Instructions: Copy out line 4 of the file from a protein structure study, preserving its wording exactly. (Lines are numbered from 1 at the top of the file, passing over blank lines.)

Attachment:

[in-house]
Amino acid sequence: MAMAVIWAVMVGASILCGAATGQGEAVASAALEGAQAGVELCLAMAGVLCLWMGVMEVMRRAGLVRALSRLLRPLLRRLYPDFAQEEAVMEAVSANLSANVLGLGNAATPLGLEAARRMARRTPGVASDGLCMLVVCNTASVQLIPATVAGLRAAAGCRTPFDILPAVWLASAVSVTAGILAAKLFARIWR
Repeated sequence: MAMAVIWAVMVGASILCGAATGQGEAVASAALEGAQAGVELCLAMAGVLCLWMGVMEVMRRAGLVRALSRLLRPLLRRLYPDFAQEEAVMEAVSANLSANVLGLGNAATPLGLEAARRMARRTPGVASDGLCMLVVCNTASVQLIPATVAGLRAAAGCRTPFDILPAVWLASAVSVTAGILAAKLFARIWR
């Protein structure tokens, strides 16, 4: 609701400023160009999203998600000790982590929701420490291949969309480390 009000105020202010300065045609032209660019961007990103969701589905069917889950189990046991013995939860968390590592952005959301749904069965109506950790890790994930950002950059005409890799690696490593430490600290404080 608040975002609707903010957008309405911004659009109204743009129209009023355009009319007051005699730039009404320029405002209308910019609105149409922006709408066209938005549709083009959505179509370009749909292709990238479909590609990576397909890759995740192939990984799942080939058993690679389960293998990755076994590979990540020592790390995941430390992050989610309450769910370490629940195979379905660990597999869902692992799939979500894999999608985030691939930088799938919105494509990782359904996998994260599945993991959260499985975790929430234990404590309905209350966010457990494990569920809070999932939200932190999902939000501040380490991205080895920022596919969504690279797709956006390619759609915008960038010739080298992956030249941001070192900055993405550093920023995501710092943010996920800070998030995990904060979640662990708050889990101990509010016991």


């Protein structure tokens, strides 16, 4: 609701400023160009999203998600000790982590929701420490291949969309480390 009000105020202010300065045609032209660019961007990103969701589905069917889950189990046991013995939860968390590592952005959301749904069965109506950790890790994930950002950059005409890799690696490593430490600290404080 608040975002609707903010957008309405911004659009109204743009129209009023355009009319007051005699730039009404320029405002209308910019609105149409922006709408066209938005549709083009959505179509370009749909292709990238479909590609990576397909890759995740192939990984799942080939058993690679389960293998990755076994590979990540020592790390995941430390992050989610309450769910370490629940195979379905660990597999869902692992799939979500894999999608985030691939930088799938919105494509990782359904996998994260599945993991959260499985975790929430234990404590309905209350966010457990494990569920809070999932939200932190999902939000501040380490991205080895920022596919969504690279797709956006390619759609915008960038010739080298992956030249941001070192900055993405550093920023995501710092943010996920800070998030995990904060979640662990708050889990101990509010016991």